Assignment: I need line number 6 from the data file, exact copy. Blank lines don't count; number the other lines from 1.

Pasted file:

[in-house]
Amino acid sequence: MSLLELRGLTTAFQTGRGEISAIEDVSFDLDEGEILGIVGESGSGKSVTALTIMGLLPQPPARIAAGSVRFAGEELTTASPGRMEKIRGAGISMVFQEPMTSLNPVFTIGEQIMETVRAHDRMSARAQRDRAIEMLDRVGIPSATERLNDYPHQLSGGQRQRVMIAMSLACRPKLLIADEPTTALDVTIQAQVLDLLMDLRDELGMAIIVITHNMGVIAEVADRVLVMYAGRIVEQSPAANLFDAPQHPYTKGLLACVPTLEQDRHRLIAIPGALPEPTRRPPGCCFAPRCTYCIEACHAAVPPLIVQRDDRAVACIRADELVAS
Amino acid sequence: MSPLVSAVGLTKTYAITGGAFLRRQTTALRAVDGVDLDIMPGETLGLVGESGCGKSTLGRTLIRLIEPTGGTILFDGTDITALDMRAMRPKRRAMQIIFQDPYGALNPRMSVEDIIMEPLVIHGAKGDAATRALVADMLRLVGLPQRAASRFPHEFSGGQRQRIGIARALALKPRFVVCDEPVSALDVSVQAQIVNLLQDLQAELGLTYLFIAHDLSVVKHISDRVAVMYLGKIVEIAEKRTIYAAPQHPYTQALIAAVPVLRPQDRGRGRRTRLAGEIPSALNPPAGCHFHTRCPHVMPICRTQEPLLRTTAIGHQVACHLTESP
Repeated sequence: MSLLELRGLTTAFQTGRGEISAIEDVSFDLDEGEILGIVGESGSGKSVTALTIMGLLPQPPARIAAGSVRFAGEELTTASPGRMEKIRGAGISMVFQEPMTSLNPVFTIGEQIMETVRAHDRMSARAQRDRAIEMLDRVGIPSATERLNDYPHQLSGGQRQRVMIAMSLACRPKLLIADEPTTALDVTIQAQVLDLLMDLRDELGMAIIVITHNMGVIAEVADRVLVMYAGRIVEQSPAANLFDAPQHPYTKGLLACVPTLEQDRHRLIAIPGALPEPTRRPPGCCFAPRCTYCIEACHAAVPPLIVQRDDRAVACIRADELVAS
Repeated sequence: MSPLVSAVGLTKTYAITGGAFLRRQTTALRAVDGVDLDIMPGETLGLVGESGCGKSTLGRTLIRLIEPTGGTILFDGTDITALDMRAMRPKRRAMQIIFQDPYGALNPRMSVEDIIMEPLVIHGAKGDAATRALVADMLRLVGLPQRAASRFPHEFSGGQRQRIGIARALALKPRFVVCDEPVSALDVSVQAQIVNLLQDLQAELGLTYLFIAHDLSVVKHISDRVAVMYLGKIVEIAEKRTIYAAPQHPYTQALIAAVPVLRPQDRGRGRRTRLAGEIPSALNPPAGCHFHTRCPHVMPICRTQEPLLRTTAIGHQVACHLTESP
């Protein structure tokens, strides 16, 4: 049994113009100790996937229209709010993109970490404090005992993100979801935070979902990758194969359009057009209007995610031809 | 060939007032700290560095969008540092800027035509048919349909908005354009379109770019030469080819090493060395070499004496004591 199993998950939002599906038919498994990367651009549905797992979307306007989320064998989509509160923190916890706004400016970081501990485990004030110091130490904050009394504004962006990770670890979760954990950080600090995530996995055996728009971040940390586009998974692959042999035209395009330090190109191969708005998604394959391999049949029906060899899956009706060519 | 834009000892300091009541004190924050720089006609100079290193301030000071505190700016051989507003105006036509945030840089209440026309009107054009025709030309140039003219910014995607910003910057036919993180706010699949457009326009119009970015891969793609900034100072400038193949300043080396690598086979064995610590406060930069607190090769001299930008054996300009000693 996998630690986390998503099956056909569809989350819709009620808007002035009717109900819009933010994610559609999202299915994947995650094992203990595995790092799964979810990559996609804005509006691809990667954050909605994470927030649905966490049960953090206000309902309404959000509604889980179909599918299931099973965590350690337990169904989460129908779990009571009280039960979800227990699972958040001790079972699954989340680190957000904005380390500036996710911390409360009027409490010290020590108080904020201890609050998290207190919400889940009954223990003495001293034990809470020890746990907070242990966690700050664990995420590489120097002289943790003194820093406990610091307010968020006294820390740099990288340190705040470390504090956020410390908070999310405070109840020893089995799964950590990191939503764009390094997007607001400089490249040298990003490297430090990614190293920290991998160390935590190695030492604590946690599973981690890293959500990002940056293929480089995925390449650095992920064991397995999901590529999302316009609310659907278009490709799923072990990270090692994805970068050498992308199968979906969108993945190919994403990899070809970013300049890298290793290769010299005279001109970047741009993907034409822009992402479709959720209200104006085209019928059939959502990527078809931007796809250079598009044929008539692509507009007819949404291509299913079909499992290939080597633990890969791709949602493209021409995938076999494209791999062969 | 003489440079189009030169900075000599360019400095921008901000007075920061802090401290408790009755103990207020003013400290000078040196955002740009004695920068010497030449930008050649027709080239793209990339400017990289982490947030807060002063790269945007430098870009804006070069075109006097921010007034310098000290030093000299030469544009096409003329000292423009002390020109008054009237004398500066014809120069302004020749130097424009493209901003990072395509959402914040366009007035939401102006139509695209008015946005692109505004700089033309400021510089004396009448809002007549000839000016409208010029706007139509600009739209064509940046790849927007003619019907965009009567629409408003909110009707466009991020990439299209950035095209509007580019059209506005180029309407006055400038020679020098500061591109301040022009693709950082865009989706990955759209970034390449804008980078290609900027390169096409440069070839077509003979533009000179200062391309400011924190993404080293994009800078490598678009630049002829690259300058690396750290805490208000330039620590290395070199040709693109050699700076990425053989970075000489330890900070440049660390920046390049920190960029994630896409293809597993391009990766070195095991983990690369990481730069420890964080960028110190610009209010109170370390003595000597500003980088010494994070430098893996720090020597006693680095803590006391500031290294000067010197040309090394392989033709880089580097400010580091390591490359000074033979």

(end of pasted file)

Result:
């Protein structure tokens, strides 16, 4: 049994113009100790996937229209709010993109970490404090005992993100979801935070979902990758194969359009057009209007995610031809 | 060939007032700290560095969008540092800027035509048919349909908005354009379109770019030469080819090493060395070499004496004591 199993998950939002599906038919498994990367651009549905797992979307306007989320064998989509509160923190916890706004400016970081501990485990004030110091130490904050009394504004962006990770670890979760954990950080600090995530996995055996728009971040940390586009998974692959042999035209395009330090190109191969708005998604394959391999049949029906060899899956009706060519 | 834009000892300091009541004190924050720089006609100079290193301030000071505190700016051989507003105006036509945030840089209440026309009107054009025709030309140039003219910014995607910003910057036919993180706010699949457009326009119009970015891969793609900034100072400038193949300043080396690598086979064995610590406060930069607190090769001299930008054996300009000693 996998630690986390998503099956056909569809989350819709009620808007002035009717109900819009933010994610559609999202299915994947995650094992203990595995790092799964979810990559996609804005509006691809990667954050909605994470927030649905966490049960953090206000309902309404959000509604889980179909599918299931099973965590350690337990169904989460129908779990009571009280039960979800227990699972958040001790079972699954989340680190957000904005380390500036996710911390409360009027409490010290020590108080904020201890609050998290207190919400889940009954223990003495001293034990809470020890746990907070242990966690700050664990995420590489120097002289943790003194820093406990610091307010968020006294820390740099990288340190705040470390504090956020410390908070999310405070109840020893089995799964950590990191939503764009390094997007607001400089490249040298990003490297430090990614190293920290991998160390935590190695030492604590946690599973981690890293959500990002940056293929480089995925390449650095992920064991397995999901590529999302316009609310659907278009490709799923072990990270090692994805970068050498992308199968979906969108993945190919994403990899070809970013300049890298290793290769010299005279001109970047741009993907034409822009992402479709959720209200104006085209019928059939959502990527078809931007796809250079598009044929008539692509507009007819949404291509299913079909499992290939080597633990890969791709949602493209021409995938076999494209791999062969 | 003489440079189009030169900075000599360019400095921008901000007075920061802090401290408790009755103990207020003013400290000078040196955002740009004695920068010497030449930008050649027709080239793209990339400017990289982490947030807060002063790269945007430098870009804006070069075109006097921010007034310098000290030093000299030469544009096409003329000292423009002390020109008054009237004398500066014809120069302004020749130097424009493209901003990072395509959402914040366009007035939401102006139509695209008015946005692109505004700089033309400021510089004396009448809002007549000839000016409208010029706007139509600009739209064509940046790849927007003619019907965009009567629409408003909110009707466009991020990439299209950035095209509007580019059209506005180029309407006055400038020679020098500061591109301040022009693709950082865009989706990955759209970034390449804008980078290609900027390169096409440069070839077509003979533009000179200062391309400011924190993404080293994009800078490598678009630049002829690259300058690396750290805490208000330039620590290395070199040709693109050699700076990425053989970075000489330890900070440049660390920046390049920190960029994630896409293809597993391009990766070195095991983990690369990481730069420890964080960028110190610009209010109170370390003595000597500003980088010494994070430098893996720090020597006693680095803590006391500031290294000067010197040309090394392989033709880089580097400010580091390591490359000074033979």